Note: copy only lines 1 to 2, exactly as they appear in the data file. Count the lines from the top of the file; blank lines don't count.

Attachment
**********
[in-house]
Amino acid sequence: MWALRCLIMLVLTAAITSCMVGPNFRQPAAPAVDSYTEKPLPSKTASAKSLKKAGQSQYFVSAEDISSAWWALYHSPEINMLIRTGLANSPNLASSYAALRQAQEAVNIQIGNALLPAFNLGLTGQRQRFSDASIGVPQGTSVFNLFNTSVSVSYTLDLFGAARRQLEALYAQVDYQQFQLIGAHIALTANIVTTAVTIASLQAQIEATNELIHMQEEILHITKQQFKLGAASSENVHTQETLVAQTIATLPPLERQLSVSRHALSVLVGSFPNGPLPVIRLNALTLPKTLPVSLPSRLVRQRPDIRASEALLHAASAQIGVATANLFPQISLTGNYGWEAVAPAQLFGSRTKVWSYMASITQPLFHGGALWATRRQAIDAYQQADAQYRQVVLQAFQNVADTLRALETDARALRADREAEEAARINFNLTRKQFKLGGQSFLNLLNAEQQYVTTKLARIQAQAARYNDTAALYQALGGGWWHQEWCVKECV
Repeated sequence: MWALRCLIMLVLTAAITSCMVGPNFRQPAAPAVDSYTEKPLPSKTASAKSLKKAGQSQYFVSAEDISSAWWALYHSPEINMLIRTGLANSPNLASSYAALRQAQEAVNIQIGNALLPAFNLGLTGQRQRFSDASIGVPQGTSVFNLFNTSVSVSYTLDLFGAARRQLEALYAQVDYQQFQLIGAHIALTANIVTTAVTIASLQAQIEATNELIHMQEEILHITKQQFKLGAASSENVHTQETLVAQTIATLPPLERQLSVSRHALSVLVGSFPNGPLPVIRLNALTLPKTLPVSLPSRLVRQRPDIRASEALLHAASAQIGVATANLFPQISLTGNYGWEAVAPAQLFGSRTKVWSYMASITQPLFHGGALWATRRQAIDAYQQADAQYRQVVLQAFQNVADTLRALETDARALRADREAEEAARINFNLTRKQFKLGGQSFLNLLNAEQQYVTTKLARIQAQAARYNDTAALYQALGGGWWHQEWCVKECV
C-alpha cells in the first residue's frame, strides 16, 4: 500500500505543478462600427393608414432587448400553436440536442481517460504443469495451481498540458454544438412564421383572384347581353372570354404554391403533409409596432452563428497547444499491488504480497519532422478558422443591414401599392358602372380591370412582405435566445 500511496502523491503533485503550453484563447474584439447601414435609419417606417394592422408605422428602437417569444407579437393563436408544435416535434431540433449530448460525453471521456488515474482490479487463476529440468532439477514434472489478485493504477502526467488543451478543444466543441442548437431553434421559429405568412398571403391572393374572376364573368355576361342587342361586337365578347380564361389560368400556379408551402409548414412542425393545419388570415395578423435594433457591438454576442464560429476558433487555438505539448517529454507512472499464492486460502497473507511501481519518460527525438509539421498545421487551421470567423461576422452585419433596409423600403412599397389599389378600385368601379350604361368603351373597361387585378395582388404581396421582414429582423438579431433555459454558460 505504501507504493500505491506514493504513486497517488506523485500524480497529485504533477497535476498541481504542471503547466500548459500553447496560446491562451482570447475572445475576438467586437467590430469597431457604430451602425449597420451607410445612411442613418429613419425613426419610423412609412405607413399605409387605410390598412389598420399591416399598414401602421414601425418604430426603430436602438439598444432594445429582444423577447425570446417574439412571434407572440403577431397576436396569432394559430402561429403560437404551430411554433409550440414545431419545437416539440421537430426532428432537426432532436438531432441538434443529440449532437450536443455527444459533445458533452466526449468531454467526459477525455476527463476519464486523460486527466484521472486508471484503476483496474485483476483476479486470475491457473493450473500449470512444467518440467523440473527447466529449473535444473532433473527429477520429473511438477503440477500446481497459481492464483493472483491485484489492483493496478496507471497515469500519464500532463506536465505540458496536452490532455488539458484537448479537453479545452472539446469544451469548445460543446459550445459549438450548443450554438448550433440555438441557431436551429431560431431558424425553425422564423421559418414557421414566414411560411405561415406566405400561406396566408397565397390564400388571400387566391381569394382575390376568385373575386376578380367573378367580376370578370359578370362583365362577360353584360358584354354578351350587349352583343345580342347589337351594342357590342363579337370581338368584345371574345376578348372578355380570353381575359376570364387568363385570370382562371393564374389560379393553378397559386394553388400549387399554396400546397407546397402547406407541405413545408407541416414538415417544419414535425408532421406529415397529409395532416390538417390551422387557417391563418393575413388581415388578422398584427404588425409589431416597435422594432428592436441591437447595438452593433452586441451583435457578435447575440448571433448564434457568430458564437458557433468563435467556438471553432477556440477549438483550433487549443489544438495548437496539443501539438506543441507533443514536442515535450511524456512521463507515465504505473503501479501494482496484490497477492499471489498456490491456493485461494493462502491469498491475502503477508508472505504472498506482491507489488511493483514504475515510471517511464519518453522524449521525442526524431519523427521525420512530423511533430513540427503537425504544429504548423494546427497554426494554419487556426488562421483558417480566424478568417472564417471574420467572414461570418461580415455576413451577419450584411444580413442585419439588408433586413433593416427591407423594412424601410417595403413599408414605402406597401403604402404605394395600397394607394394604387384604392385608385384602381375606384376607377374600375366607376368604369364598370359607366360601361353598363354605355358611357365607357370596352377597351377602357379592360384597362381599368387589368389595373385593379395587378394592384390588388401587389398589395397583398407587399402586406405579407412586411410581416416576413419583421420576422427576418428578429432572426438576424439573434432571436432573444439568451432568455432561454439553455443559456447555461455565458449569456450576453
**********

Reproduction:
[in-house]
Amino acid sequence: MWALRCLIMLVLTAAITSCMVGPNFRQPAAPAVDSYTEKPLPSKTASAKSLKKAGQSQYFVSAEDISSAWWALYHSPEINMLIRTGLANSPNLASSYAALRQAQEAVNIQIGNALLPAFNLGLTGQRQRFSDASIGVPQGTSVFNLFNTSVSVSYTLDLFGAARRQLEALYAQVDYQQFQLIGAHIALTANIVTTAVTIASLQAQIEATNELIHMQEEILHITKQQFKLGAASSENVHTQETLVAQTIATLPPLERQLSVSRHALSVLVGSFPNGPLPVIRLNALTLPKTLPVSLPSRLVRQRPDIRASEALLHAASAQIGVATANLFPQISLTGNYGWEAVAPAQLFGSRTKVWSYMASITQPLFHGGALWATRRQAIDAYQQADAQYRQVVLQAFQNVADTLRALETDARALRADREAEEAARINFNLTRKQFKLGGQSFLNLLNAEQQYVTTKLARIQAQAARYNDTAALYQALGGGWWHQEWCVKECV